Right now at this moment, though, I want to get the computationally-intensive parts of the WPA2 protocol offloaded to the FPGA. I won’t worry about speed juuust yet.



Here’s how WPA2 works, from a security analysis perspective:



Some definitions


  • Access Point (AP) – Usually the router, in these systems
  • SSID – AP name. This is the router name that you connect to
  • Master Key (MK) – AP password. This is the key we ultimately want to find
  • Pairwise Master Key (PMK) – This is the cryptographically hard part of the whole transaction. It’s derived from the MK and SSID
  • Pairwise Transient Key (PTK) – The cleartext portion of the authentication to verify the correct PMK
  • PBKDF2 (wiki, RFC) – Password-Based Key Derivation Function 2 – A cryptographic function, used like PBKDF2(PRF, Password, Salt, c, dkLen) where PRF is any given hash function, c is the quantity of iterations, and dkLen is the output length
  • HMAC (RFC) – Hash-based message authentication code – Intermediate function applied to the SHA1 hash
  • SHA1 (RFC) – Standard hashing function. Uses a one-way algorithm to generate non-reversible output


The AP has the password, from which it can derive the Pairwise Master Key (PMK). To verify that both sides of the transaction have this, a PTK is generated using the PMK and nonces (randomly generated, one-time-use numbers).

This PTK is transmitted over cleartext, and is part of the 4-way handshake.


So, in short, if you combine the proper PMK with the proper PTK, the whole conversation breaks wide open and you can associate with the AP.

If you’re watching the WPA traffic, then you can easily capture the 4-way handshake and therefore the PTK.


That means that, for my purposes anyway, the PMK is the important unknown variable, and the computationally hard part. Here‘s how you calculate it, from top to bottom:


x1 = HMAC_SHA1(MK, SSID + "1");
x2 = HMAC_SHA1(MK, SSID + "2");
f1 = x1
f2 = x2
for(i = 1; i < 4096; i++) {
    x1 = HMAC_SHA1(MK, x1);
    x2 = HMAC_SHA1(MK, x2);
    f1 ^= x1
    f2 ^= x2
return f1 + f2;



This is more complicated. Given HMAC(secret, value)

  •  Initialise two 64-byte variables, Bi and Bo with secret, padded with zeros on the end
  • XOR each of byte of Bi with 0x36, and XOR each of byte of Bo with 0x5C
  • Append value to Bi
  • Append SHA1(Bi) (in Ascii!) to Bo
  • Return SHA1(Bo)

In short:

HMAC_SHA1(s, v) = SHA1((s ⊕ 0x5c)||SHA1((s ⊕ 0x36)||v))


And finally, with the SHA1 function, I have covered it in previous posts. This portion is already done.

First Burn

During my research on how others have handled the sparking circuit in an EDM, I’ve been fairly unimpressed. Off the top of my head, there was one 555-based pulsing EDM circuit, one purely analog circuit that was never built, and one hand modulated system attached to a drill press.

It’s hard to tell exactly what will make a winning design, so I’d rather not hamstring myself with fixed logic that may or may not be ideal. And for the first few iterations will almost certainly fall on the “not” side of that line.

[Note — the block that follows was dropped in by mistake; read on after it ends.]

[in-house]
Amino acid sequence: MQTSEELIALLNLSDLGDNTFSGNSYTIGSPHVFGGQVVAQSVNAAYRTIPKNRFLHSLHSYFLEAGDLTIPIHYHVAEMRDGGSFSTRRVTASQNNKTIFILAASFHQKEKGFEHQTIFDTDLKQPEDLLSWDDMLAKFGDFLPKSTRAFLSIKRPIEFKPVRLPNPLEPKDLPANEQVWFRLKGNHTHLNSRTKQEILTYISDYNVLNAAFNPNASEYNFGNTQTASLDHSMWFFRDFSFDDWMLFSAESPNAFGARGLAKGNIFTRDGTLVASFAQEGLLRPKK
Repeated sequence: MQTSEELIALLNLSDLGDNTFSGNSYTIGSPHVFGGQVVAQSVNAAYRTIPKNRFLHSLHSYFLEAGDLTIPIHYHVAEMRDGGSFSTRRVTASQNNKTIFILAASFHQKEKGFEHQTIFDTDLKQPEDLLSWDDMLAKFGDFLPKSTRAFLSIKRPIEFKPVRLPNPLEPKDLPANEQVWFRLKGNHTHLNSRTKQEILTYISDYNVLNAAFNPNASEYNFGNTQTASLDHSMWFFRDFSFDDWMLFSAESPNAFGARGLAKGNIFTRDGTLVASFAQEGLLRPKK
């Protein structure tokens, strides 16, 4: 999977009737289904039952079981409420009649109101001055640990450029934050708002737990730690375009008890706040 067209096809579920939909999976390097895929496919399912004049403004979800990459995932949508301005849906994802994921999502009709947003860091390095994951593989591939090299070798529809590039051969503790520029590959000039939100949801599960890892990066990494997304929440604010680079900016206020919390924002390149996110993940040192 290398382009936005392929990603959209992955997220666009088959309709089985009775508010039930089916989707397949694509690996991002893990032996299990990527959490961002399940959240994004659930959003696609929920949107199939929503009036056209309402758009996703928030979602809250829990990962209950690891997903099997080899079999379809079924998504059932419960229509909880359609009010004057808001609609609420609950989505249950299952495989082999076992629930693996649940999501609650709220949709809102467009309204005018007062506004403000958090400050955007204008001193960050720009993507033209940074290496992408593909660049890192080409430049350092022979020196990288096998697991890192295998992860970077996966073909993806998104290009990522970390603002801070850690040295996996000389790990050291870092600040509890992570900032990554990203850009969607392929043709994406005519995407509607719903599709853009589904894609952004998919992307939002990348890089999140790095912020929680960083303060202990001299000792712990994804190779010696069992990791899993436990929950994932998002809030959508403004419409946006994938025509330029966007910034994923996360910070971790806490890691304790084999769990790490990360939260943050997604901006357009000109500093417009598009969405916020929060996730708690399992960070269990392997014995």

What I’ve settled on (and indeed, what my education is in) is computer control. Small microcontrollers have gotten fast and cheap enough that there is very rarely a reason not to use them, other than bragging rights or very high volume manufacturing.


That’s a little bit unfortunate in some cases, but it’s great for this one.


Here’s a first third draft of the circuit I’ll be using. I had a few false starts, but this one is the first one I actually (mostly) drew out, and it seems to work. I used two power supplies in series to get 60V and breadboarded it up. Not the final 80V supply, but close enough.


I only simulated the first stage (and with the wrong optocoupler!) but it proved the concept.


So I got my first burn last week to prove the concept! I tried to get a picture of the sparks, but it was tricky with my crappy phone camera. I was totally welding wires together, though, it was awesome. In theory, that shouldn’t even cause excess wear on my components or power supply. Everything is well within spec.

First Burn


I’m a little but worried about the speed of my components. I’d like to be able to get this pulsing in the 20ns range, but I’m pretty far away from that, I believe.

The two important components in this are the H11D3 optocouple and the IRF9540 P-Channel MOSFET.


According to the datasheet, the transistor has a rise time of 73ns, which right there blows my timing requirements. It has a turn-on delay of 16ns which also isn’t fantastic. That’s 100ns just for the transistor.


The optocoupler is worse, however. About 5 us. I’m not familiar enough with them to know if that’s a good value or not, but I’ll look at my options for rev 2.

Worth noting that this has a base connection, which doesn’t seem to make sense, given that the optical input is basically the base.

From here, though:

It looks like it’s to my advantage to use the base! It’s floating for now, but I’ll tweak the values to get to the most out of it when I have a scope on it.